Entropy recorded “Curve” after a few months of rehearsals. They were fortunate enough to make a connection with Kenny Eaton, a member of the band Time Columns, and soon thereafter the trio was recording “Curve” at Eaton’s Mystery Ton Studios. Eaton engineered, mixed, and mastered the tunes.

Fisher, Camac, and Rogers share a strong musical connection. They knew each other from school and from other bands that they have played in over the years. Fisher recalled that he and Rogers played together in a band called Fifth Effect in middle school.

Fisher said that music has always played an important part in his life. “Music is something that has always been there for me,” he explained. “It’s a good way to get things that you believe in out to the world.”    

Fisher started playing the guitar when he was attending school in Switzerland. His fourth-grade teacher taught him the basics of the instrument and he hasn’t stopped playing since.

Camac learned how to play the drums from his father. His playing style has also been inspired by many different bands. 

“The band that really got me into music was Green Day,” Camac explained. He also really likes the Red Hot Chili Peppers.

“They influence everybody,” Camac said.

Rogers’ musical influences are all over the place. He likes everything from classic rock to pop punk to 1990s grunge and rap.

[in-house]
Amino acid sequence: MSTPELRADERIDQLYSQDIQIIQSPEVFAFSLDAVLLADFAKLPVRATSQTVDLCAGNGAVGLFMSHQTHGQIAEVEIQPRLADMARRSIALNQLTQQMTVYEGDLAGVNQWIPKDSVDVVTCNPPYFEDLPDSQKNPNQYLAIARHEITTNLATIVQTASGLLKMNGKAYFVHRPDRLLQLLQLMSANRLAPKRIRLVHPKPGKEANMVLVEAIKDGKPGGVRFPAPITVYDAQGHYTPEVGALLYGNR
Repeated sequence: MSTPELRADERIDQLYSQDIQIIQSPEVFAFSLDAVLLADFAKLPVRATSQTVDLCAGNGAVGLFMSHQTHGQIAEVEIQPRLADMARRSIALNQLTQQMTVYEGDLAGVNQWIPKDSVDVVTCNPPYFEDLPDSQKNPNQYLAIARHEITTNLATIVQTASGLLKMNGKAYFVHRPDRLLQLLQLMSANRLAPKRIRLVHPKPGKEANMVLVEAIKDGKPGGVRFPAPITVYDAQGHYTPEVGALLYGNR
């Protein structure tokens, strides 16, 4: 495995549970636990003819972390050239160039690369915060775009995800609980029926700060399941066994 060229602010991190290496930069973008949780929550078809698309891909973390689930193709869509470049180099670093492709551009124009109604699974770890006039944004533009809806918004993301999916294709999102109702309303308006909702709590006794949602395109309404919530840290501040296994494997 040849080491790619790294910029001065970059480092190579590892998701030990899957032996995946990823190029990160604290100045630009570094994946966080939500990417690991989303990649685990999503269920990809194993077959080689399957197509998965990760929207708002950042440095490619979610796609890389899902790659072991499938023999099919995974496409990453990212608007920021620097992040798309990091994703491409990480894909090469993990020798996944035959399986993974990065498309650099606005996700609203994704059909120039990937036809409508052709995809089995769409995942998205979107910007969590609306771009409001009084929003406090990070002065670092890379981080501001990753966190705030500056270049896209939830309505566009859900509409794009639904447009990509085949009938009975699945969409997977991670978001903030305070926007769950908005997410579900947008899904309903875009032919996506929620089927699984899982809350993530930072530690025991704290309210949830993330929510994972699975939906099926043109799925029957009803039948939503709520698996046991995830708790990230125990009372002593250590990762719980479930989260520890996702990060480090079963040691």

Fisher said that he and Rogers would often go to the White Clay Creek with their acoustic guitars and play for hours at a time. Rogers is a guitarist and pianist who is handling bassist duties for Entropy.

Dillon Camac during one of Entropy's first concerts.


With their varied influences, each member brings something different to the band. And with each new song that the band attempts, Fisher is growing as a songwriter.

“I think Kyle is a lyrical genius,” Camac said.

Another role that Fisher has taken on is that of general manager of the band. He frequently attends music industry events to learn about the business and to make connections. He has worked tirelessly to get the band bookings.

“This guy,” said Camac, “works his {butt} off.”

The drummer, meanwhile, brings a driving beat to the band's music that can be credited to his rap influences.

As young musicians, their musical interests are constantly expanding.

“I’ve been listening to Led Zeppelin a lot lately,” Fisher said. “We're influenced by everything.”

Fisher said that the band rehearses as much as possible and is constantly working on new material. They are always looking to book more shows throughout the region. 

“We might as well make something out of our youth while we have it,” Fisher explained.

If that’s not the perfect credo for rock ’n’ roll, nothing is. Now that all three band members are high school graduates, the world is filled with possibilities.

“I don’t know where this will take us,” Fisher admitted. “We’ve been steadily growing. I would love to be touring around getting what I believe in out to the world. Having a solid regional following would be fantastic. If the music’s good, things will happen. Music finds a way.” 

To learn more about Entropy’s upcoming shows, visit the website at or check out their Facebook or Twitter page.

To contact Staff Writer Steven Hoffman, email [email protected]